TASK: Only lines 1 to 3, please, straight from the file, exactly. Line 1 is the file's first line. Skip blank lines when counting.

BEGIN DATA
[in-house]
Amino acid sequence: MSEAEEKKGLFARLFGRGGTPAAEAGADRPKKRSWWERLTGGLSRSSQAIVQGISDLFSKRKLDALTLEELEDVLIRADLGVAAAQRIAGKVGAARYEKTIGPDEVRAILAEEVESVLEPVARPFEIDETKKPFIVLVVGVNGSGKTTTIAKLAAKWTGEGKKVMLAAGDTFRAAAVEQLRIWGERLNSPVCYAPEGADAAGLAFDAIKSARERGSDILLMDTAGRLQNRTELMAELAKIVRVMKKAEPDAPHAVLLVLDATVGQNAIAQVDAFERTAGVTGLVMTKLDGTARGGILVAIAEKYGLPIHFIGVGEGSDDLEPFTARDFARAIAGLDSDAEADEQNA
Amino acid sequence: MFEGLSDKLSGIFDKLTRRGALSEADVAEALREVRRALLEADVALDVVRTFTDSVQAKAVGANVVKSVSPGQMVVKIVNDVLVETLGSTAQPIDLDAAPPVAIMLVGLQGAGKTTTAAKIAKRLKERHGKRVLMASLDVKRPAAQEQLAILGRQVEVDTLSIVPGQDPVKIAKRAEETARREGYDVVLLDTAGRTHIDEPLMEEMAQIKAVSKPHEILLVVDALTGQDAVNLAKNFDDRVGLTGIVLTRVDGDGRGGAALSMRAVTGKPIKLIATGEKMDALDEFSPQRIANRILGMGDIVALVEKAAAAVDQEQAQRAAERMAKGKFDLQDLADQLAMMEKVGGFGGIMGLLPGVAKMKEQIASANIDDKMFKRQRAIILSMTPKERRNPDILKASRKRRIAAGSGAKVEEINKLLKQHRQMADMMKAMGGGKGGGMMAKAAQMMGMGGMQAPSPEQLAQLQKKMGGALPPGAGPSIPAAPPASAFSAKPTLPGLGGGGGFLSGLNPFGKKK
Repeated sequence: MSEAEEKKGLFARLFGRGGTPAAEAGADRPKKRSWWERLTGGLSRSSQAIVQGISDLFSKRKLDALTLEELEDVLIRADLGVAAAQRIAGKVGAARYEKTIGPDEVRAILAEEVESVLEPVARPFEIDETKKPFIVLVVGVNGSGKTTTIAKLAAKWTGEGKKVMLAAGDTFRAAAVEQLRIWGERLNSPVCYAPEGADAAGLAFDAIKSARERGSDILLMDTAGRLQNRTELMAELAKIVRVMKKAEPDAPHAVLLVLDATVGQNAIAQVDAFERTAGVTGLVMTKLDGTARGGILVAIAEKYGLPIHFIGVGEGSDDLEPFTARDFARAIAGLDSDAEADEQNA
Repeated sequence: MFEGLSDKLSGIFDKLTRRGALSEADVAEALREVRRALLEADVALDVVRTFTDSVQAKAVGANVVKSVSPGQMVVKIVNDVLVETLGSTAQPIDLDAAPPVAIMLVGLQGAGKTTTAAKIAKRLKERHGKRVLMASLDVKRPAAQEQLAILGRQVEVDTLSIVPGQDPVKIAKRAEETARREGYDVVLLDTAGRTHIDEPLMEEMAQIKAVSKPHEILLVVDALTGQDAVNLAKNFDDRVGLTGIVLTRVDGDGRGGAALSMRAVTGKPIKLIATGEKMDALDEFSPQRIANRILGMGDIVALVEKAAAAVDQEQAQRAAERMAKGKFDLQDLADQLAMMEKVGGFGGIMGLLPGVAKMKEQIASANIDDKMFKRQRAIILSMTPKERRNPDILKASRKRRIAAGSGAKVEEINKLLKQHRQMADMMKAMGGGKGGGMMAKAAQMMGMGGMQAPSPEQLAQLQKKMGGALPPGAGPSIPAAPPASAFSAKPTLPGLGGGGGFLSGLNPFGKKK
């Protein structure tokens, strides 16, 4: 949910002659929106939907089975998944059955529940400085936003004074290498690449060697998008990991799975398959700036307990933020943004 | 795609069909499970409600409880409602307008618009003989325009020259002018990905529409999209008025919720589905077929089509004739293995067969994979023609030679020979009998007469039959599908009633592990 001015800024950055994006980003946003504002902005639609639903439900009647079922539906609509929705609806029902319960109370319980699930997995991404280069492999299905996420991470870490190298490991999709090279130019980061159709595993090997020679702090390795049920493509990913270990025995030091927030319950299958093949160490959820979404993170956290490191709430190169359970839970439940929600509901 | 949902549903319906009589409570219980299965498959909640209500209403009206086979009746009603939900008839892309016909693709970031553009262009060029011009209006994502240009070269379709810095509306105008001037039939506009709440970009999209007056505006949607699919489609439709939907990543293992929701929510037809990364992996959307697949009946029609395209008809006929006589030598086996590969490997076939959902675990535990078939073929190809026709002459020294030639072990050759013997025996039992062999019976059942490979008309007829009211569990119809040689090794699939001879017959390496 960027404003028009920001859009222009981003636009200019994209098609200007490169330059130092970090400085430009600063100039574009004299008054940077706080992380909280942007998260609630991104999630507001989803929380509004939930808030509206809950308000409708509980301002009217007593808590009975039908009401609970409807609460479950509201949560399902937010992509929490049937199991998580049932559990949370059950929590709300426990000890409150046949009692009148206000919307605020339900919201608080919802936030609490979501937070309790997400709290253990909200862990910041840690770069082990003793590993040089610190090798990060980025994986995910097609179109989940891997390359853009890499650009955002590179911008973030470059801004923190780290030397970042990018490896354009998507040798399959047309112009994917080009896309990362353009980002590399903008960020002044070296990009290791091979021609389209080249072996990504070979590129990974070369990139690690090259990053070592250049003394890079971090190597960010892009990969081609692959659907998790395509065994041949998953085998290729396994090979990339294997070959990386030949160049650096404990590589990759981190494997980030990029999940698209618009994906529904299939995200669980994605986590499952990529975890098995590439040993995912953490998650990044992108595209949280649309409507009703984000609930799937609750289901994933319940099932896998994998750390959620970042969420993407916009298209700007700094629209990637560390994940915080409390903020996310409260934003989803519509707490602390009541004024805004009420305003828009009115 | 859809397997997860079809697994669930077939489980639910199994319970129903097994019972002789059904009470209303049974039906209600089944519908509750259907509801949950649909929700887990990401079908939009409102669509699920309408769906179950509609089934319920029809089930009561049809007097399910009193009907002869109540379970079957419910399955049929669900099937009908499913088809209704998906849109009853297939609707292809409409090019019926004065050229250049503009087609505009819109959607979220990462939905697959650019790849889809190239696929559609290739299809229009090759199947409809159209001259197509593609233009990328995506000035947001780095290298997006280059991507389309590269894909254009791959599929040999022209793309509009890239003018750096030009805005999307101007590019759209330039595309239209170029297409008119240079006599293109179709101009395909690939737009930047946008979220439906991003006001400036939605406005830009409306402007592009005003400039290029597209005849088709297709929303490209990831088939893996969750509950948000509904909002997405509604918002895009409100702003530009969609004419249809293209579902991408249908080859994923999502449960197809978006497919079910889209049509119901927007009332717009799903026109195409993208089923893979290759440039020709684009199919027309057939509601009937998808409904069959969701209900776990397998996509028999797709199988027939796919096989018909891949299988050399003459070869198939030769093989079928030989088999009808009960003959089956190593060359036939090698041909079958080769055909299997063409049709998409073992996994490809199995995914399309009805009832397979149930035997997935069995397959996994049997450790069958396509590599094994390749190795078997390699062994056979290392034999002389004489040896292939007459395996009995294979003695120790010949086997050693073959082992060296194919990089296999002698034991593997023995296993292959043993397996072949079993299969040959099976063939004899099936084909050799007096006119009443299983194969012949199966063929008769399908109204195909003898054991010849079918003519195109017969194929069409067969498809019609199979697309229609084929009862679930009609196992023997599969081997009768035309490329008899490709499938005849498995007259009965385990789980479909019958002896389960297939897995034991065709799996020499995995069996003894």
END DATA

[in-house]
Amino acid sequence: MSEAEEKKGLFARLFGRGGTPAAEAGADRPKKRSWWERLTGGLSRSSQAIVQGISDLFSKRKLDALTLEELEDVLIRADLGVAAAQRIAGKVGAARYEKTIGPDEVRAILAEEVESVLEPVARPFEIDETKKPFIVLVVGVNGSGKTTTIAKLAAKWTGEGKKVMLAAGDTFRAAAVEQLRIWGERLNSPVCYAPEGADAAGLAFDAIKSARERGSDILLMDTAGRLQNRTELMAELAKIVRVMKKAEPDAPHAVLLVLDATVGQNAIAQVDAFERTAGVTGLVMTKLDGTARGGILVAIAEKYGLPIHFIGVGEGSDDLEPFTARDFARAIAGLDSDAEADEQNA
Amino acid sequence: MFEGLSDKLSGIFDKLTRRGALSEADVAEALREVRRALLEADVALDVVRTFTDSVQAKAVGANVVKSVSPGQMVVKIVNDVLVETLGSTAQPIDLDAAPPVAIMLVGLQGAGKTTTAAKIAKRLKERHGKRVLMASLDVKRPAAQEQLAILGRQVEVDTLSIVPGQDPVKIAKRAEETARREGYDVVLLDTAGRTHIDEPLMEEMAQIKAVSKPHEILLVVDALTGQDAVNLAKNFDDRVGLTGIVLTRVDGDGRGGAALSMRAVTGKPIKLIATGEKMDALDEFSPQRIANRILGMGDIVALVEKAAAAVDQEQAQRAAERMAKGKFDLQDLADQLAMMEKVGGFGGIMGLLPGVAKMKEQIASANIDDKMFKRQRAIILSMTPKERRNPDILKASRKRRIAAGSGAKVEEINKLLKQHRQMADMMKAMGGGKGGGMMAKAAQMMGMGGMQAPSPEQLAQLQKKMGGALPPGAGPSIPAAPPASAFSAKPTLPGLGGGGGFLSGLNPFGKKK